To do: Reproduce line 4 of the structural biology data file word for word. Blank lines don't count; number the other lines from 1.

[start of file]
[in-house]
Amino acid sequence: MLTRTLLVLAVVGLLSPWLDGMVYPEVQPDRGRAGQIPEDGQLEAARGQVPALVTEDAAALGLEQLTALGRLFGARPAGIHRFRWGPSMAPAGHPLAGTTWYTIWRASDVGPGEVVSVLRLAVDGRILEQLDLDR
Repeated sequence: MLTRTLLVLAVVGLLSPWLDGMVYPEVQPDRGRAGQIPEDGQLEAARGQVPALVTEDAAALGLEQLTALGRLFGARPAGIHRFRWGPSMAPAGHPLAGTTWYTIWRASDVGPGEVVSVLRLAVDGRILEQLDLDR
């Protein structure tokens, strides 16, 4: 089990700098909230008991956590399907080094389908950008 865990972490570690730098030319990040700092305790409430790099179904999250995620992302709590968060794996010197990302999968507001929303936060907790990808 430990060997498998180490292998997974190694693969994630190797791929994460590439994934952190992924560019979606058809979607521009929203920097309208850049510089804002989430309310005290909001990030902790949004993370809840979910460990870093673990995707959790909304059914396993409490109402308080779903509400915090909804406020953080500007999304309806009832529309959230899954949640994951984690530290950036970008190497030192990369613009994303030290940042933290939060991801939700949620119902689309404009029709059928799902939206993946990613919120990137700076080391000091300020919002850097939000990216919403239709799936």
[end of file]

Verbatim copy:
């Protein structure tokens, strides 16, 4: 089990700098909230008991956590399907080094389908950008 865990972490570690730098030319990040700092305790409430790099179904999250995620992302709590968060794996010197990302999968507001929303936060907790990808 430990060997498998180490292998997974190694693969994630190797791929994460590439994934952190992924560019979606058809979607521009929203920097309208850049510089804002989430309310005290909001990030902790949004993370809840979910460990870093673990995707959790909304059914396993409490109402308080779903509400915090909804406020953080500007999304309806009832529309959230899954949640994951984690530290950036970008190497030192990369613009994303030290940042933290939060991801939700949620119902689309404009029709059928799902939206993946990613919120990137700076080391000091300020919002850097939000990216919403239709799936």